KIPP DC is serving 412 of its 7,000 students in person each week for academic support. There are about 200 staff members who go into KIPP buildings to serve lunches, maintain the buildings, and supervise and teach students in person.

Adam Rupe, spokesman for KIPP DC, said that just one-third of families said in a December survey that they are interested in returning to school buildings.

He said the network plans to expand its in-person program offerings in March.

Most of KIPP’s students live in Wards 7 and 8 — predominantly Black wards with high concentrations of poverty — and the network’s survey results roughly mirror the school system’s results in those wards.

“When cases were in an upward trend, it didn’t feel like the right thing to be doing to ask our staff and family to return,” Rupe said. “We try to keep a close eye on what DCPS is doing, and it has been a moving target.” 

It’s unclear how many coronavirus cases have been connected to the charter schools. While the city posts the number of cases detected in traditional public schools, they do not do the same for charters. The charter board also does not collect this data, and the District’s health department said in a statement that it “does not release identifying information or details of case or cluster investigations.”

In December, Bowser announced $10 million in grants for charter schools to help alleviate reopening costs. The application period has not started yet; the grants would reimburse schools for money spent.

Charter school staff and teachers working in person became eligible to receive their first dose of the vaccine this week.

The Sojourner Truth School, a small charter in its first year of operation, halted in-person instruction in October after staff discovered two asymptomatic cases during routine surveillance testing in late October and had to quarantine everyone. It reopened in January to provide academic help to 10 students about once a week in person. The school had started the school year with 20 students every day of the week.

Justin Lessek, founder of school, said he does not believe the two cases were connected and is confident the strategies to ensure no one spread the virus on campus worked, but the school decided to go all virtual through the holidays so students and staff could have a steady routine.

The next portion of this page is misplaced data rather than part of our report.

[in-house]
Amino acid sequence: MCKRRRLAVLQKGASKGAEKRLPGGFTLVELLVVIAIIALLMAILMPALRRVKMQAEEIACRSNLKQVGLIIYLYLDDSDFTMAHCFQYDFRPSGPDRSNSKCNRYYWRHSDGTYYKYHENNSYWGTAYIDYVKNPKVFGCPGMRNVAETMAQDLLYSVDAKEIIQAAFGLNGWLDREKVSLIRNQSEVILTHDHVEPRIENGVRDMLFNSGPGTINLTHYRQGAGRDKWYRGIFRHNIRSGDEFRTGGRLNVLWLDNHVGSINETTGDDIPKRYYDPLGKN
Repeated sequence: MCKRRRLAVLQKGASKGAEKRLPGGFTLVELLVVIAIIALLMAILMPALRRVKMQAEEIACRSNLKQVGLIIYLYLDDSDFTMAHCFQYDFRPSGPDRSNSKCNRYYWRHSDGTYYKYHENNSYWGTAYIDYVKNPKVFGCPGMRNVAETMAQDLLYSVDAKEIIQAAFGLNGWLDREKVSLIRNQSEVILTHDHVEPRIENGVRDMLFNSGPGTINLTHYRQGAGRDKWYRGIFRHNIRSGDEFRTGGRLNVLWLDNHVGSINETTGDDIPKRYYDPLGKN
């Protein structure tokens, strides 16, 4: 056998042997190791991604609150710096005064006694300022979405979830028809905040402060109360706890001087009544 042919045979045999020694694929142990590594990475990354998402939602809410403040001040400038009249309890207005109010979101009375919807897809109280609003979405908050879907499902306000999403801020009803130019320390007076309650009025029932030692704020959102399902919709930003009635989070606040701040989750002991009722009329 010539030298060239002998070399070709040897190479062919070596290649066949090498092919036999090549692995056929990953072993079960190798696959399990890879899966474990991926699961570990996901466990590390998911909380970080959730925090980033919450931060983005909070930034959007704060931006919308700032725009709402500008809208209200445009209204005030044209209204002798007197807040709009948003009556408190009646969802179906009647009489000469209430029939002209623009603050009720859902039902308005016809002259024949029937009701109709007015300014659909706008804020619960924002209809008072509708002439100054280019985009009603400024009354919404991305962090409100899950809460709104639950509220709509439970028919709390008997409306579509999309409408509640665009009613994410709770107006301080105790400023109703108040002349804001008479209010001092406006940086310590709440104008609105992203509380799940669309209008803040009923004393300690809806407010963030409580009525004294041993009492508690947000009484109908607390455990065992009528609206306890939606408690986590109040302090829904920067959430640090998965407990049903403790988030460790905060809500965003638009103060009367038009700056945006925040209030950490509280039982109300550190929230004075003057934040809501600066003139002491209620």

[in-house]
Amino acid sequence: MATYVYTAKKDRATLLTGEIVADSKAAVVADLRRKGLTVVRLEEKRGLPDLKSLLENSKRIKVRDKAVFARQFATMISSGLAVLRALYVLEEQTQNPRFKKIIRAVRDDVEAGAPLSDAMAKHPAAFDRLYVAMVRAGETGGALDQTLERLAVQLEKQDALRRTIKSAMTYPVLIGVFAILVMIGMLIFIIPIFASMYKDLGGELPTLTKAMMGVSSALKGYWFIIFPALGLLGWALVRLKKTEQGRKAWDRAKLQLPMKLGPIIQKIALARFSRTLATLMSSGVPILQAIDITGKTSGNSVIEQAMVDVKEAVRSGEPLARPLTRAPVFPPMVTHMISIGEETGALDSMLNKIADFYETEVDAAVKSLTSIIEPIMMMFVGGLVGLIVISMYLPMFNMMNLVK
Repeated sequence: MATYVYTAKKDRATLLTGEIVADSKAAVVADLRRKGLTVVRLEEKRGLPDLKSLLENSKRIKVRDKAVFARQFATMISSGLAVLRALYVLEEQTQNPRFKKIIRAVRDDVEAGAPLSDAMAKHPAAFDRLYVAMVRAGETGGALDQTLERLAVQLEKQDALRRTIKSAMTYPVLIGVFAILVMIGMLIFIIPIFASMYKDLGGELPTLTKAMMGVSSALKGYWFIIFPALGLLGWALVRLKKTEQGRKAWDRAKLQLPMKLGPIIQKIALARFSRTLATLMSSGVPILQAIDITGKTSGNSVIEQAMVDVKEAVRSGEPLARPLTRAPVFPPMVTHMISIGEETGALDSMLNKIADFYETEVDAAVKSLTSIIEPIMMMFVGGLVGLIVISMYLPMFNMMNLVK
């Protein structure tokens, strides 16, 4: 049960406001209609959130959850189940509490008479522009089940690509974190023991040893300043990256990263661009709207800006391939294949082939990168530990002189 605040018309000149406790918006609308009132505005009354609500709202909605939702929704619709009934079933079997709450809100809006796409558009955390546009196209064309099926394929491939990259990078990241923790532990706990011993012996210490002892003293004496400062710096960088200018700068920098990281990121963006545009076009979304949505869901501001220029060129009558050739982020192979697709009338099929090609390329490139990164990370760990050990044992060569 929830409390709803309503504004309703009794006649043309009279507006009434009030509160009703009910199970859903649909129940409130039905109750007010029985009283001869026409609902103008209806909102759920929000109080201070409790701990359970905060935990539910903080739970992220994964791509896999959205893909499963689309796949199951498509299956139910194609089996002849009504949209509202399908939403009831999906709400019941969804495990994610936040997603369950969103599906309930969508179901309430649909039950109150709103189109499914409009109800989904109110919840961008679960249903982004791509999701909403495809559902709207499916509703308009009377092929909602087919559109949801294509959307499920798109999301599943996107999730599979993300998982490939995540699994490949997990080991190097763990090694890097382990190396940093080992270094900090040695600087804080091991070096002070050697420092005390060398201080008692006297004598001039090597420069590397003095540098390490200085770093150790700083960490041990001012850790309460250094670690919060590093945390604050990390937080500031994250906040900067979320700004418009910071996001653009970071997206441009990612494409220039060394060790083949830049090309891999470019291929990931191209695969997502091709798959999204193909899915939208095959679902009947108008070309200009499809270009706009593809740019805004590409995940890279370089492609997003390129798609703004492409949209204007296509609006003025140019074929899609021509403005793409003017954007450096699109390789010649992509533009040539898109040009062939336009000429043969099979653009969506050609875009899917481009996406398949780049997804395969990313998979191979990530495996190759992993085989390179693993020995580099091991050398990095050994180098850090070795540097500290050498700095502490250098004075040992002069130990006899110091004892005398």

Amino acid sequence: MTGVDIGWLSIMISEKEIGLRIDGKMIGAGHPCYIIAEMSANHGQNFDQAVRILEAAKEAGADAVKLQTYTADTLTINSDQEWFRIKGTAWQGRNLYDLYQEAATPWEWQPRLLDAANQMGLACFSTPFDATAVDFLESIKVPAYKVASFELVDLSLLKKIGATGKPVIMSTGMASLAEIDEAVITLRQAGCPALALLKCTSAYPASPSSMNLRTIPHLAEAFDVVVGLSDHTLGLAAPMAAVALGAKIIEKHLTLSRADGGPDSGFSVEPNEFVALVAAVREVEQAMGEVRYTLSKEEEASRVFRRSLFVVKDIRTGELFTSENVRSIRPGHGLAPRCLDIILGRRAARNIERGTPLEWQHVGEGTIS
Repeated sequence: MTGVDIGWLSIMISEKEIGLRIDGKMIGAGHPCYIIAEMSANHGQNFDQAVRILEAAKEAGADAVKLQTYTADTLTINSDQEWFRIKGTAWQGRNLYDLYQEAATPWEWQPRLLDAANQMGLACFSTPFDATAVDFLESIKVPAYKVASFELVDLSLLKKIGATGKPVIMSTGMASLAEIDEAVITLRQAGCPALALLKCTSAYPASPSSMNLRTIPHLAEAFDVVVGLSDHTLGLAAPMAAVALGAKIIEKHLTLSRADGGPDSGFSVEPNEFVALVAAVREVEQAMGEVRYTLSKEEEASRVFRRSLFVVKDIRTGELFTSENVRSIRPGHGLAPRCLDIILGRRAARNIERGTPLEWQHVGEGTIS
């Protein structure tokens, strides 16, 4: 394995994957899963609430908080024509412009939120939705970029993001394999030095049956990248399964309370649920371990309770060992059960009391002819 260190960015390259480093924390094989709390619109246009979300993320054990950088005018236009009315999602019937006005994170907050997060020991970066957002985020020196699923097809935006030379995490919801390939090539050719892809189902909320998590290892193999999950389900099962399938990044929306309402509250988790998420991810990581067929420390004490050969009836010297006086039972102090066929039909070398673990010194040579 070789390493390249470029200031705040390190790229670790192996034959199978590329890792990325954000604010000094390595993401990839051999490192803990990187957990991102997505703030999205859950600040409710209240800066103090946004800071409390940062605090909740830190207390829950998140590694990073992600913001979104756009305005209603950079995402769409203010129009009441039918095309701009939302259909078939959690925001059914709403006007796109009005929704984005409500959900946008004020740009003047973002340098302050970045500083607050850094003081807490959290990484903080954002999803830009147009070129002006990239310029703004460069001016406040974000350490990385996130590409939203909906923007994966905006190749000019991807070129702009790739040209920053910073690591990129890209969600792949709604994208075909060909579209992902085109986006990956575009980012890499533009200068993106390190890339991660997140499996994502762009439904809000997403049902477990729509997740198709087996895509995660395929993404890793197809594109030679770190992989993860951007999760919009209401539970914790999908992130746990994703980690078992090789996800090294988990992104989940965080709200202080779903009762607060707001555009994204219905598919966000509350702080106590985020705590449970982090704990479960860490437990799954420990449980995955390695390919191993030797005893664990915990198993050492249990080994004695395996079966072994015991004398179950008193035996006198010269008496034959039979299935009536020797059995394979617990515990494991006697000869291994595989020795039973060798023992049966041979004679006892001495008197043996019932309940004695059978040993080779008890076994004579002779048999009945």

“Now that the vaccine is so real, we are doing more to try and align with that,” said Lessek, who along with some of his staff members working in person received his first dose of the vaccine this week.

The city is also vaccinating school system teachers and staff, with more than 400 employees who will be working in person next week receiving the first of the two required doses on Tuesday night.

Private school employees are not part of this priority group, angering them because so many private schools have been open for months.

At Meridian Public Charter School in Northwest Washington, head of school Matt McCrea said he is waiting until case numbers are lower before he expands his in-person offerings. The school provides some in-person services to 90 of its roughly 640 students, most of whom are the children of essential workers, English language learners or special education students.

And at Capital City Public Charter School in Northwest Washington, founder Karen Dresden said the school, which has been all virtual, will begin to invite some students who need extra academic support to a learning hub four days a week on campus at the end of next month. Three parents who had children at the school died of covid-19, the disease the coronavirus causes, and she said most of her families are not ready to return.

“It is hard to make decisions to bring students back when it hasn’t gotten better — it’s gotten worse,” Dresden said. “We are not offering in-person services because we feel pressure to do it, but because we feel it’s the right thing to do.”